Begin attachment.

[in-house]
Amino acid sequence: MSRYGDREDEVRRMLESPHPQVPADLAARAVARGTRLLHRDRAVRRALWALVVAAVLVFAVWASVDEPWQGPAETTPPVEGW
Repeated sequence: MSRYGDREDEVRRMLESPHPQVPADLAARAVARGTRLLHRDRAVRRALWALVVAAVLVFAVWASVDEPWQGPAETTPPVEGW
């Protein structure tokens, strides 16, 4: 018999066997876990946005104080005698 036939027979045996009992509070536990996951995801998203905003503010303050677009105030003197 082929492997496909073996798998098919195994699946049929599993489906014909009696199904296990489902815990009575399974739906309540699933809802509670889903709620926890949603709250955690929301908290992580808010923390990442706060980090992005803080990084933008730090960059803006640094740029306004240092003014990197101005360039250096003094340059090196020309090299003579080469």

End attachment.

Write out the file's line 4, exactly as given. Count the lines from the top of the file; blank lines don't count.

């Protein structure tokens, strides 16, 4: 018999066997876990946005104080005698 036939027979045996009992509070536990996951995801998203905003503010303050677009105030003197 082929492997496909073996798998098919195994699946049929599993489906014909009696199904296990489902815990009575399974739906309540699933809802509670889903709620926890949603709250955690929301908290992580808010923390990442706060980090992005803080990084933008730090960059803006640094740029306004240092003014990197101005360039250096003094340059090196020309090299003579080469």